An Appium Cloud Service with Performance Features

This article is an excerpt from the original post here.

So far in my series, we’ve looked at mobile performance testing in general, as well as free tools for mobile performance testing. Now it’s time to discuss paid tools. Obviously, Appium is free and open source, and it’s nice to focus on and promote free tools. But at the end of the day, sometimes paid tools and services can be valuable, especially in a business setting where the budget is less important than the end result. I want to make sure you have some decent and reliable information about the whole ecosystem, which includes paid tools, so will from time to time let you know my thoughts on this as well!

Disclaimers: This is not intended to be completely comprehensive, and even for the services I cover, I will not attempt to give a full overview of all their features. The point here is to drill down specifically into performance testing options. Some services might not be very complete when it comes to their performance testing offering, but that doesn’t mean they don’t have their strong points in other areas. For each tool, I’ll also note whether I’ve personally used it (and am therefore speaking from experience) or whether I’m merely using their publicly-available marketing information or docs as research. Finally, I’ll note for transparency that HeadSpin is an Appium Pro sponsor, and in the past I worked for Sauce Labs.

 

Most interesting for us as Appium users will be services that allow the collection of performance data at the same time as you run your Appium tests. This is in my opinion the ‘holy grail’ of performance testing–when you don’t have to do anything in particular to get your performance test data! In my research I found four companies that in one way or another touch on some of the performance testing topics we’ve discussed as part of their Appium-related products.

HeadSpin

I’ve used this service.

HeadSpin is the most performance-focused of all the service providers I’ve seen. Indeed, they began life with performance testing as their sole mission, so this is not surprising. Along the way, they added support for Appium and have been heavy contributors to Appium itself in recent years. HeadSpin supports real iOS and Android devices in various geographical locations around the world, connected to a variety of networks.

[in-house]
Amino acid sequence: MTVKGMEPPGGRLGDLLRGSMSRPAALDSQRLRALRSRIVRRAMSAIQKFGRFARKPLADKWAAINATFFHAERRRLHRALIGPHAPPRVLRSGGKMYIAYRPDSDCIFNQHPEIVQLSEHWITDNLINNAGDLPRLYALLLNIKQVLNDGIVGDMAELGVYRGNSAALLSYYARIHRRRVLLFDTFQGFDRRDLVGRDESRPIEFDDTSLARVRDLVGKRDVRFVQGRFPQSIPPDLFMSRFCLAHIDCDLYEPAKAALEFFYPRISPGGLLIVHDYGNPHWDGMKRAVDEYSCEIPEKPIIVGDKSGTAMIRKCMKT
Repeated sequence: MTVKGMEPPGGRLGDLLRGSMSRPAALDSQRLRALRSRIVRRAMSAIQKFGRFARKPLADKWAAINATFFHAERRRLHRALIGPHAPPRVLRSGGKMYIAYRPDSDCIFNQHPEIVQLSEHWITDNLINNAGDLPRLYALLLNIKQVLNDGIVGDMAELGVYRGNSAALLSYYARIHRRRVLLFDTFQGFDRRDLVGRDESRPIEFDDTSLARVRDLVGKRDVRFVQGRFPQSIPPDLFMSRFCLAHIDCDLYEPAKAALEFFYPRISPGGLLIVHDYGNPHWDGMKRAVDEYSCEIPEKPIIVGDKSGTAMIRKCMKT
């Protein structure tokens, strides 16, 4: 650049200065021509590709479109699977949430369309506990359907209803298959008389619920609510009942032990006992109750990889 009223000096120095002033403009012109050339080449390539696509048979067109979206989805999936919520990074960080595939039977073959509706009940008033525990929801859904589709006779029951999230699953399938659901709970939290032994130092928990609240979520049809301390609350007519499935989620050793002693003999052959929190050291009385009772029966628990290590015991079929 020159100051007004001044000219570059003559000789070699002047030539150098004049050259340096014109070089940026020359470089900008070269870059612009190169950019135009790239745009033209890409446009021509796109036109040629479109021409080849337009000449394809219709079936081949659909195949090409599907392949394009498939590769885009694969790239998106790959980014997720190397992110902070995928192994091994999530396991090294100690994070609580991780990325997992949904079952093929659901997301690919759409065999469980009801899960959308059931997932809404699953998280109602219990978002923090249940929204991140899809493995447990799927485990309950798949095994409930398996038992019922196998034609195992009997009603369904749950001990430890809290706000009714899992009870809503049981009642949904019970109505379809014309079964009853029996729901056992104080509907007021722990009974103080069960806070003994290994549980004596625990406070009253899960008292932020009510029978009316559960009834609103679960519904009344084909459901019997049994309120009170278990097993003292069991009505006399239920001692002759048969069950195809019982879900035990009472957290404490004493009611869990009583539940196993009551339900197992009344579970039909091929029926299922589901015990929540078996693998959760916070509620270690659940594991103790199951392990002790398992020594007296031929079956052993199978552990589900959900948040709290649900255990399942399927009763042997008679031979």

the headspin platform

When you run any Appium test on HeadSpin, you get access to a report that looks something like the one here. Basically, HeadSpin tracks a ton of different metrics in what they call a performance session report. The linked doc highlights some of the metrics captured:

network traffic (in HAR and PCAP format), device metrics including CPU, memory, battery, signal strength, screen rotation, frame rate, and others, device logs, client-side method profiling, and contextual information such as Appium commands issued during the test, what app was in the foreground, and other contextual metadata.

On top of this, they try to show warnings or make suggestions based on industry-wide targets for various metrics. And this is all without you have to instrument your app or make specific commands to retrieve specific metrics. HeadSpin covers the most metrics out of any product or company I’m familiar with, including really difficult-to-measure quantities like the MOS (mean opinion score) of a video as a proxy for video quality.

One other feature useful for performance testing is what they call the ‘HeadSpin bridge’, which allows bridging remote devices to your local machine via their hs CLI tool. Concretely, this gives you the ability to run adb on the remote device as if it were local, so any Android-related performance testing tools that work on a local device will also work on their cloud devices, for example the CPU Profiler. The bridge works similarly for iOS, allowing step debugging or Instruments profiling on remote devices, as if they were local.

In terms of network conditioning, HeadSpin offers a number of options that can be set on a per-test basis, including network shaping, DNS spoofing, header injection (which is super useful for tracing network calls all the way through backend infrastructure), etc… This is in addition to requesting devices that exist in certain geographical regions.

Finally, it’s worth pointing out that HeadSpin tries to make it easy for teams to use the performance data captured on their service by spinning up a custom “Replica DB” for each team, where performance data is automatically written. This “open data” approach means it’s easy to build custom dashboards, etc…, on top of the data without having to pre-process it or host it yourself.

You can read the rest of the article here.

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